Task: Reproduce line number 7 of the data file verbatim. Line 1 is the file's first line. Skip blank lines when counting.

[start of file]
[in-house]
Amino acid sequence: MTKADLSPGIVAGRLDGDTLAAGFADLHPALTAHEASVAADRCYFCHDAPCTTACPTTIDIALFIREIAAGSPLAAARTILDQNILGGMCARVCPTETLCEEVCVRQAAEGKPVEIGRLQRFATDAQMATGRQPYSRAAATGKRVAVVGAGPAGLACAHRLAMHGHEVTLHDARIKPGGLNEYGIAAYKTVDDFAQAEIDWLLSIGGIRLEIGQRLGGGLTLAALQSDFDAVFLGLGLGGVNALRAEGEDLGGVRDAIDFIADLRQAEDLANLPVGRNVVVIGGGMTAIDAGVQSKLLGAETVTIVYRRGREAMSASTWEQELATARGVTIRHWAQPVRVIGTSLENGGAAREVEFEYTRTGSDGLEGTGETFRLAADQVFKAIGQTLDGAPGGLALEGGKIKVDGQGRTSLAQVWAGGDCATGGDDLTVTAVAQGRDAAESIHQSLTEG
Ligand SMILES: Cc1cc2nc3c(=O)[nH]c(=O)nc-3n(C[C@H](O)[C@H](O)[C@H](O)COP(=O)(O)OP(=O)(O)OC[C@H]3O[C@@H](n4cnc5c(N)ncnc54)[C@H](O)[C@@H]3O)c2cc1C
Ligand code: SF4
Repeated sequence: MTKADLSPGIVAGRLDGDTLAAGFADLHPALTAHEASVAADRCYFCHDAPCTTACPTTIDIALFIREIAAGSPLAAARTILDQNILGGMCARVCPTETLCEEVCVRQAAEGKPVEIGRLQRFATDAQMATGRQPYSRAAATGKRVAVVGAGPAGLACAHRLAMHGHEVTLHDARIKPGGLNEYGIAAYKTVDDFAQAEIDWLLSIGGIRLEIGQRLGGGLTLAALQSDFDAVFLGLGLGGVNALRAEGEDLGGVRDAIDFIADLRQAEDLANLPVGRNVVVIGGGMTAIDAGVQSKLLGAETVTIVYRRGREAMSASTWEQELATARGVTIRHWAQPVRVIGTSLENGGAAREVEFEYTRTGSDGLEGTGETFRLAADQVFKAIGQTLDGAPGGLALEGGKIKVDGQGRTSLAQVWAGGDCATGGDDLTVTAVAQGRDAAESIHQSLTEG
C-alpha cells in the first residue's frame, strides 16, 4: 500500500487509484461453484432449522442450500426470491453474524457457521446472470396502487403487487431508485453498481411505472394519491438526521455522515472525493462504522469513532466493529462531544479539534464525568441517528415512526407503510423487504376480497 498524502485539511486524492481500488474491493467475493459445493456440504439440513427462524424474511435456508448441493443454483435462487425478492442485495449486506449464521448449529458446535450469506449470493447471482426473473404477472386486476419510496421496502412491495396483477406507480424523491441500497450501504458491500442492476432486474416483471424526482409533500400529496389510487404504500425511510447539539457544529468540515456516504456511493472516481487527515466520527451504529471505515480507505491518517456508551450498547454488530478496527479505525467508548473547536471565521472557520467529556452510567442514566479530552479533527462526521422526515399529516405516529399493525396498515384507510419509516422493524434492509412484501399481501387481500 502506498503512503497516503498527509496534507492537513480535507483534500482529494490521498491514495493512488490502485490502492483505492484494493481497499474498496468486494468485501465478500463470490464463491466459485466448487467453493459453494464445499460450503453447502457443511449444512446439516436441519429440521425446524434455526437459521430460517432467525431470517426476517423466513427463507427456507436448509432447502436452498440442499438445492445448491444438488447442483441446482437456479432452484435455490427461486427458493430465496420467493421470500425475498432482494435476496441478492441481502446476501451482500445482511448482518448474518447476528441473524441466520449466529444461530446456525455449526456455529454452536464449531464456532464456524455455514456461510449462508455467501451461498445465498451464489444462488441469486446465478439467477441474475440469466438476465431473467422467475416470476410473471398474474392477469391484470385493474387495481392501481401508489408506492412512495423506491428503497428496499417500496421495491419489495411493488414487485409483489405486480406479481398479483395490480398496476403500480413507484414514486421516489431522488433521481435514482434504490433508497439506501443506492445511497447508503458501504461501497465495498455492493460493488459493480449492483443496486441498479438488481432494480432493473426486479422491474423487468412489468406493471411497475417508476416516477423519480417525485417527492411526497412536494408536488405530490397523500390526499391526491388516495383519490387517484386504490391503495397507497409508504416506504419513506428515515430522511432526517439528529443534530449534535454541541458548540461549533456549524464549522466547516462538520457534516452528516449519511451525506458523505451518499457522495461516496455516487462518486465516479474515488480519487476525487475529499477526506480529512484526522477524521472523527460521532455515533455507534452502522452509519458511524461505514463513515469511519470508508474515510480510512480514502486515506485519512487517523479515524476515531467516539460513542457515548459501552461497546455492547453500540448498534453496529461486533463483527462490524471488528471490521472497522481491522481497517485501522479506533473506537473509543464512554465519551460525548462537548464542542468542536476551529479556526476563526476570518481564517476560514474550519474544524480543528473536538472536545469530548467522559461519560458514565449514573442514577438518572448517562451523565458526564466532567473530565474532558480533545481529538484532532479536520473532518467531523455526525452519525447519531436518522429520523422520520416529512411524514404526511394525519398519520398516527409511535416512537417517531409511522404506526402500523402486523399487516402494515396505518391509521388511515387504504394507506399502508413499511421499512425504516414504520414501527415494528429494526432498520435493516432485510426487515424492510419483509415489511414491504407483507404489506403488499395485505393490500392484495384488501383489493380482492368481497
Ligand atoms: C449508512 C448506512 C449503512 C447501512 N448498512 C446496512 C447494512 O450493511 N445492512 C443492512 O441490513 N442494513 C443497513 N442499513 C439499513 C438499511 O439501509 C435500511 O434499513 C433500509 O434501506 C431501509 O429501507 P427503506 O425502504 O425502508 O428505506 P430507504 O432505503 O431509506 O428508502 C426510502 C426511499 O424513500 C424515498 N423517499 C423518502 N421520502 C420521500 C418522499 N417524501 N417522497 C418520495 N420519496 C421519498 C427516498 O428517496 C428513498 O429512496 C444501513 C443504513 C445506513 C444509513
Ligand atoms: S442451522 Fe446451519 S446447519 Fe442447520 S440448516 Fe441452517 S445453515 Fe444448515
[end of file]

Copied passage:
Ligand atoms: C449508512 C448506512 C449503512 C447501512 N448498512 C446496512 C447494512 O450493511 N445492512 C443492512 O441490513 N442494513 C443497513 N442499513 C439499513 C438499511 O439501509 C435500511 O434499513 C433500509 O434501506 C431501509 O429501507 P427503506 O425502504 O425502508 O428505506 P430507504 O432505503 O431509506 O428508502 C426510502 C426511499 O424513500 C424515498 N423517499 C423518502 N421520502 C420521500 C418522499 N417524501 N417522497 C418520495 N420519496 C421519498 C427516498 O428517496 C428513498 O429512496 C444501513 C443504513 C445506513 C444509513